2020 has been a year of surprises not only in the news, but also in metal. Avenged Sevenfold is no stranger to surprising their Deathbat zealots, whether it was “Carry On” for Call of Duty, or the nightmarish acid trip single “Mad Hatter”. Even the legendary rotation of drummers like Mike Portnoy and current stickman Brooks Wackerman have kept fans loyally engrossed.
When they released Diamonds in the Rough for the first time digitally on the back of their homecoming concert Live in the LBC from 2008, it was a stunning blast beat from the past. The nostalgic release is a hard-hitting collection of rarities, covers, and B-sides from their self-titled endeavor. What is most important to note is this is a time capsule for all of us who missed hearing The Rev behind the kit.
Right off the bat (wink wink), “Demons” attacks with a double-bass flurry from Jimmy and intertwines playful guitar passages in the chorus reminiscent of creatures crawling on your skin. M Shadows demonstrates immediately how controlled he can be with dynamics.
A7X described the 2008 era as “experimental”. As you listen to Diamonds in the Rough, you realize they more lean into their influences that propelled the sound for which they are known. They indelibly cover Iron Maiden’s “Flash of the Blade,” Black Sabbath’s “Paranoid” and Pantera’s “Walk”–an almost meta nod to Pantera saluting Sabbath and others in “Goddamn Electric”. In fact, the whole album is a meta-experience. They offer an alternate version of “Afterlife,” arguably their most powerful contribution to metalcore. It has some subtly different guitar and violin flourishes, but luckily does not subtract from the hair-raising chorus.
The first half of the album houses more B-sides and original tracks. “Until the End” is an astounding ballad meant for arenas and drives home a philosophy that describes this album: “Don’t change the way you think of me. We’re from the same story.”
“Tension” is the fulcrum of their experimentation and power before they switch into outtakes and other covers. “Tension” is the best track on Diamonds. It incorporates operatic piano fireworks doubled with remarkably tight double bass. M Shadows’ melody is haunting and only a buildup to the climax of one of their best choruses. It is also an incredible exercise of rhythm and aggression by Gates and Vengeance.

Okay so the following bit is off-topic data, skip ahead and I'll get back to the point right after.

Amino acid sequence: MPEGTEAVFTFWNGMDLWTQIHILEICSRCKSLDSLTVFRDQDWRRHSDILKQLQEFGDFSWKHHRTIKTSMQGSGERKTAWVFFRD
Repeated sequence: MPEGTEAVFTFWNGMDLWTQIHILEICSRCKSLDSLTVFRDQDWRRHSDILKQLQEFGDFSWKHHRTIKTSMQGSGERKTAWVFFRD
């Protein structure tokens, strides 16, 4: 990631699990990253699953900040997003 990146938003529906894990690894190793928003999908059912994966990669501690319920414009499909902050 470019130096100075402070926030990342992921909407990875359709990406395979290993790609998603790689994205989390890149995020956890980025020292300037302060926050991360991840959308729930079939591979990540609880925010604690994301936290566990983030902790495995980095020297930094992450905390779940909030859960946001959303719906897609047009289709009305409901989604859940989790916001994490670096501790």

The de-facto second half begins with “The Fight”, which fails to impress lyrically. It is grasping at straws with passages such as “this goddamn place is lazy, old and tired/All your ideas are uninspired”. Funny enough, that is an uninspired cliché for a veteran metalcore band capable of emotion-inducing poetry. However, the song is offset by the laser-focused, proggy guitar harmonies of Synyster Gates and Co.
“Dancing Dead” is another example of filler for them but has a surprising breakdown in the middle of the song. Hello, Waking the Fallen.
The back half of Diamonds is loaded with the alternate tracks “Afterlife” and “Almost Easy”, never before heard session tracks like “Set Me Free” from Hail to the King, and is excellently ended with “Paranoid” and the band does the song justice, especially with the phaser-laden vocals of M.
The phrase “diamond in the rough” means “something or someone who shines despite being among dark circumstances”. Diamonds in the Rough truly shimmers in many ways. Most songs should have been on other albums, but the fact they were not makes this collection enjoyable, compelling and an overall win for Avenged Sevenfold. It is a cohesive effort and well worth the listen.